Dawn newspaper columnist placed on exit list by Pakistan following his story

Lahore,Oct11:Cyril Almeida, a well-known and highly-rated columnist for the Dawn newspaper, has been placed on an ‘exit control list’ by the Pakistani authorities and prevented from leaving the country. This follows his sensational story on a “extraordinary verbal confrontation” between Punjab chief minister Shahbaz Sharif and the director general of the ISI, Rizwan Akhtar, during a recent meeting where the civilian government apparently told the military that Pakistan risks being isolated unless it takes certain actions on terrorism.

The story sparked a furore in Pakistan; Almeida was viciously trawled on social media, the story embarrassed both the army and the military and the Nawaz Sharif government issued three statements denouncing the story , once calling it an “amalgamation of fiction and fabrication”.

The Dawn has reacted sharply to Almeida’s travel ban. It reiterated that senior officials and participants at the meeting confirmed and verified the details and said that the government “should refrain from targeting the messenger, and scape-goating the country’s most respected newspaper in a malicious campaign”.

This story is bound to generate a lot of interest in India. It will confirm to many their impressions that Pakistan is a nasty place. There is indeed an irony in the Pakistani State allowing LeT’s Hafiz Saeed to roam freely and it lobbying China to prevent Jaish-e-Mohammed’s Masood Azhar from being on UN list of terrorists while preventing a journalist from heading abroad just because he highlighted the rifts within the establishment. Since Pakistan gets an exaggerated amount of mind space in India, many on social media will no doubt be telling Indian liberals that they ought to be treated similarly for arguing with the Modi government or they will likely gloat that India is so much better than Pakistan when it comes to press freedom.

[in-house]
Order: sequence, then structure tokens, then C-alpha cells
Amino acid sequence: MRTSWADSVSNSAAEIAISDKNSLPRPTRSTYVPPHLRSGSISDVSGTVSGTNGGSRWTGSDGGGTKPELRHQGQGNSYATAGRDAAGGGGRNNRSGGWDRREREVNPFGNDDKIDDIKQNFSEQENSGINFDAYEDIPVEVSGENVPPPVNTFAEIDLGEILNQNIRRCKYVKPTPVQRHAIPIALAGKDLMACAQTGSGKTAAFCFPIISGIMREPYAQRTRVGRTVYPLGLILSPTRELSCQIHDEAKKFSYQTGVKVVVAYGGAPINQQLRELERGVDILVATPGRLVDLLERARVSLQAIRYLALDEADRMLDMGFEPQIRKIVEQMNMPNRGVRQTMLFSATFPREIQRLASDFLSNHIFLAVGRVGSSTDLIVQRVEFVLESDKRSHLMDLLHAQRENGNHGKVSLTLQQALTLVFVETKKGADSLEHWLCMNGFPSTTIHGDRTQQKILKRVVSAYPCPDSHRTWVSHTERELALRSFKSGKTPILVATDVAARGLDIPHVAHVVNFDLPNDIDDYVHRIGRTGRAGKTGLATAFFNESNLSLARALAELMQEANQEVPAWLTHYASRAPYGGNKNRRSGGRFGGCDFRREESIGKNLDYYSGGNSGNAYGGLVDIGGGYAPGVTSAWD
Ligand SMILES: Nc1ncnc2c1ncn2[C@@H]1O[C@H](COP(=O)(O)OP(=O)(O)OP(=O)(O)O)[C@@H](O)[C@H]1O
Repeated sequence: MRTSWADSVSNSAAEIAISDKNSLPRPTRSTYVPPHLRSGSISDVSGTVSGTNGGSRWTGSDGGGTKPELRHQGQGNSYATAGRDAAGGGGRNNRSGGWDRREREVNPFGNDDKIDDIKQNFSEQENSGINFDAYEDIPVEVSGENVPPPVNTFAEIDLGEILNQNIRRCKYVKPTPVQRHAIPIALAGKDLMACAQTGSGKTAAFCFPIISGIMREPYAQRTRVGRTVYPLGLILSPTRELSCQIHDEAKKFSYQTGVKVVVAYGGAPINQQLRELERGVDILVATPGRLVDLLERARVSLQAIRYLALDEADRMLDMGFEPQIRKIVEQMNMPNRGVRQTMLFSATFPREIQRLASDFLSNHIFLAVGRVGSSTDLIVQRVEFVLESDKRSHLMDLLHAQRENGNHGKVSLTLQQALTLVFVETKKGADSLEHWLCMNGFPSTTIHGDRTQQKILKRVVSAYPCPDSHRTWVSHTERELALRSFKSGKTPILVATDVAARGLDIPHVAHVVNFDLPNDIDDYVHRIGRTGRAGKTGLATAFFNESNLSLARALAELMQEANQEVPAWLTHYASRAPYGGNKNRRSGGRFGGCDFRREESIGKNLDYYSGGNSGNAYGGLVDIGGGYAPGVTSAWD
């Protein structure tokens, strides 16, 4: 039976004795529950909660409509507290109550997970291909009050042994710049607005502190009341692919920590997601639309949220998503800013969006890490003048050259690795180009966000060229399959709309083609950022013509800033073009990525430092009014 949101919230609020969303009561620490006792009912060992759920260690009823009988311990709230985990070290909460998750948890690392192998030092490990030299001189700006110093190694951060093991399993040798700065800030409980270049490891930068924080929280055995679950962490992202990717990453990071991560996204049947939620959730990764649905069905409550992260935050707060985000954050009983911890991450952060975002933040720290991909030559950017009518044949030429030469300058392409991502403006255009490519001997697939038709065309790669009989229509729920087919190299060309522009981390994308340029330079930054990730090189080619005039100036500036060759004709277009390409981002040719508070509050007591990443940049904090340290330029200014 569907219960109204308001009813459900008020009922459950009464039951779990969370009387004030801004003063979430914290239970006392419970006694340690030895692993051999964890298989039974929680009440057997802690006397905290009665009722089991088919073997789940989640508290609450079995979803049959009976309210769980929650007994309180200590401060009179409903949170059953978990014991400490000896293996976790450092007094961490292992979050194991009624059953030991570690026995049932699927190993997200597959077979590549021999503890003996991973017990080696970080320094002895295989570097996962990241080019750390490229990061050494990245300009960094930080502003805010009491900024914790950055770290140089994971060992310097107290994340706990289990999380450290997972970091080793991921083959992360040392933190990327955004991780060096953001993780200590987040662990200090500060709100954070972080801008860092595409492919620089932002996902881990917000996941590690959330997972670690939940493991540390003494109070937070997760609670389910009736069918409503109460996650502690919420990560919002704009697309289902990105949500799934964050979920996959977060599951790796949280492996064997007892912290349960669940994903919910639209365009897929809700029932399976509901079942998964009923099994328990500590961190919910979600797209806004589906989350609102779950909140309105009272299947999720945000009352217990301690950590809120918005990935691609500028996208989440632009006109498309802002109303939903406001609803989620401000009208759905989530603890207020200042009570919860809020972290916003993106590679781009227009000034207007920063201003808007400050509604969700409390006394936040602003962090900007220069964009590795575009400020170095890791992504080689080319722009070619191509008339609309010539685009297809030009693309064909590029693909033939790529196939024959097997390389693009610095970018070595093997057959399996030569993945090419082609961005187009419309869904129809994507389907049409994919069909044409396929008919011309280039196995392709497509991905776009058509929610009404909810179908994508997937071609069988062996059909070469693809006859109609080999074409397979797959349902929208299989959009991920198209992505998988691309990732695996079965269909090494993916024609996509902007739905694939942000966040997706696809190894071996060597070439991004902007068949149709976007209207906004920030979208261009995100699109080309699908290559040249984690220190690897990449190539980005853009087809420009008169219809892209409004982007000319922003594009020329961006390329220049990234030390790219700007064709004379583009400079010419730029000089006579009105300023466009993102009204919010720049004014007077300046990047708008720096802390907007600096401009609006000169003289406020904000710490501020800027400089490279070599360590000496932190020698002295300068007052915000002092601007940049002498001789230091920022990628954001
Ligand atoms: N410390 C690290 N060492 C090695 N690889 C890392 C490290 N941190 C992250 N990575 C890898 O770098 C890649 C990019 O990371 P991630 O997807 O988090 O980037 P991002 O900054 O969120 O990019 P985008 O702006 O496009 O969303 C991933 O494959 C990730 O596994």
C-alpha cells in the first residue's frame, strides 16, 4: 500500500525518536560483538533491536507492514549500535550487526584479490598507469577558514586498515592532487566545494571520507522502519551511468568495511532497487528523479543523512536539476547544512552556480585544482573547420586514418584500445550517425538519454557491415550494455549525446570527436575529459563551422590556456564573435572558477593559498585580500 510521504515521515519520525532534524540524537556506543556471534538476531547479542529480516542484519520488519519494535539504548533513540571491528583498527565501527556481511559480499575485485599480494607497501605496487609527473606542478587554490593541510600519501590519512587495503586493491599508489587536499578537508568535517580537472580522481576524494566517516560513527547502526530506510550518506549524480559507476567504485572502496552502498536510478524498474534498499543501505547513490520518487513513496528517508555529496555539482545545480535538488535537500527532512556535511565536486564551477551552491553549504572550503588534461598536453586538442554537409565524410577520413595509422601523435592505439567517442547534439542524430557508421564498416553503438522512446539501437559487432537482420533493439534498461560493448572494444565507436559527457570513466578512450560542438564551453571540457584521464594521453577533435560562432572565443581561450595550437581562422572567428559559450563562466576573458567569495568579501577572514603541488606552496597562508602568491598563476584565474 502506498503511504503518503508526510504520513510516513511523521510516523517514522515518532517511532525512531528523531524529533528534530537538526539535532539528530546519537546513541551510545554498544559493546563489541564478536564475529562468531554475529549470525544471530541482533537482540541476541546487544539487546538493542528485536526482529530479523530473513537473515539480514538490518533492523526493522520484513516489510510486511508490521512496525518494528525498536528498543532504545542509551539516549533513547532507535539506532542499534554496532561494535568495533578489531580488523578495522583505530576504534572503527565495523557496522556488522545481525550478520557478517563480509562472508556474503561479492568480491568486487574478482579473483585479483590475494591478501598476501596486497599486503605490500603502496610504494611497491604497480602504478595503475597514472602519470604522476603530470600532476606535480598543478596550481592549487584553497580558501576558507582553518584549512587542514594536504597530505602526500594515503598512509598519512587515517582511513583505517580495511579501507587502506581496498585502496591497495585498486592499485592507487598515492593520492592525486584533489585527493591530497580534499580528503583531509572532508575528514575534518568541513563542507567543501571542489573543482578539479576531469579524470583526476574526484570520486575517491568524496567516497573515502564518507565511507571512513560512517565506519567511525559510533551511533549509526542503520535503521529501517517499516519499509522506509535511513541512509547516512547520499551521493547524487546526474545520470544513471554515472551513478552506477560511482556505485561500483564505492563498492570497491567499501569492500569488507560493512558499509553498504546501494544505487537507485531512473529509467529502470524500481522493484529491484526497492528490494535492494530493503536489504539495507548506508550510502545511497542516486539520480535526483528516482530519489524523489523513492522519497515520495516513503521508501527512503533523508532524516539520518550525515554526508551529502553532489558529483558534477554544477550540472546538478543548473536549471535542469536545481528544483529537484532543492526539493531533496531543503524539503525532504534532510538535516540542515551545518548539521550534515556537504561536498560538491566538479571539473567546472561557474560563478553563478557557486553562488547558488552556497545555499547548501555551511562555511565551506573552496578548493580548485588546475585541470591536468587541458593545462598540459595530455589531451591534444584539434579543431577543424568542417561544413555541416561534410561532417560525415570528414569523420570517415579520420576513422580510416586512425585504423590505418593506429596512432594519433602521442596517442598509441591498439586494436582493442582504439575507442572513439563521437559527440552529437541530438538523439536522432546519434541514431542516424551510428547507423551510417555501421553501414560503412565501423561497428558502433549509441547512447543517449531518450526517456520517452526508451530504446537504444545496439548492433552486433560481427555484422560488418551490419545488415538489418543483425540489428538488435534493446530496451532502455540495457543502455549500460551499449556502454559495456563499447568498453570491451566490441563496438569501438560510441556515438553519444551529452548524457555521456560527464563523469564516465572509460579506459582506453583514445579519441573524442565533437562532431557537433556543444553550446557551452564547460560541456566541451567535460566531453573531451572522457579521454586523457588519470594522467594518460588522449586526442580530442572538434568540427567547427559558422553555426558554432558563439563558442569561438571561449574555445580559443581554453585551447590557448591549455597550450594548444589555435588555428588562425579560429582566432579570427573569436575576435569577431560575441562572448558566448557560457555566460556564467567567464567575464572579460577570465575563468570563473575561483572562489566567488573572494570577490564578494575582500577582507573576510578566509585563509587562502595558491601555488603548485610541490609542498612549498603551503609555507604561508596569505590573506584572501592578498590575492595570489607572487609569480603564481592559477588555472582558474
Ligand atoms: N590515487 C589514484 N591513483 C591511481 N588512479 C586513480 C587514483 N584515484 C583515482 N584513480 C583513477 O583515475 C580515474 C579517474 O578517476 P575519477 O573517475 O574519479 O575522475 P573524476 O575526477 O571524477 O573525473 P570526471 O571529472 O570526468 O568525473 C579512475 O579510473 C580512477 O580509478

On both counts they need to think again – as India is not the exemplar of press freedom and individual liberty as many would like to believe. Take the case of the travel ban for Almeida for example. The rationale for it from the Pakistani establishment’s point of view is that Almeida may (inadvertently) end up briefing foreign media and diplomats about civilian-military dynamics in Pakistan which is of great interest to those in Western and Asian capitals.

 But fear of uncomfortable stories getting out is also a big concern for India. Priya Pillai, then working for Greenpeace, was offloaded from Delhi airport in January 2015 just as she was heading to the UK to brief its parliamentarians on mining and human rights violations in Madhya Pradesh, an act the ministry of home affairs felt was tantamount to projecting India negatively abroad.

More recently, police raided media houses and shut down newspapers in Kashmir for three days in July “to ensure peace”, in the words of the government spokesman. The daily Kashmir Reader was banned, on Gandhi Jayanti, for “publishing content that can incite acts of violence” and “disturb public tranquillity”, even though the state government is yet to explain what content it is referring to.

India is ranked 133rd out of 180 countries in the 2016 World Press Freedom Index published by Reporters Without Borders (RSF). The RSF conceded that India’s media is “dynamic and much more capable of playing the role of democracy’s watchdog than the media in most other countries” but says the situation is worsening. It says that “frequent lawsuits against journalists by local officials and draconian legislation on defamation and online publications impose major constraints on the media and encourage self-censorship”. It also reports that “violence has emerged as the main brake on media activity in recent years, especially for reporters in the field and investigative journalists. Wherever they work, Indian journalists are exposed to growing violence. As well as frequent verbal and physical violence, attacks by armed groups are on the rise in several states and the local authorities have had little success in reining it in.”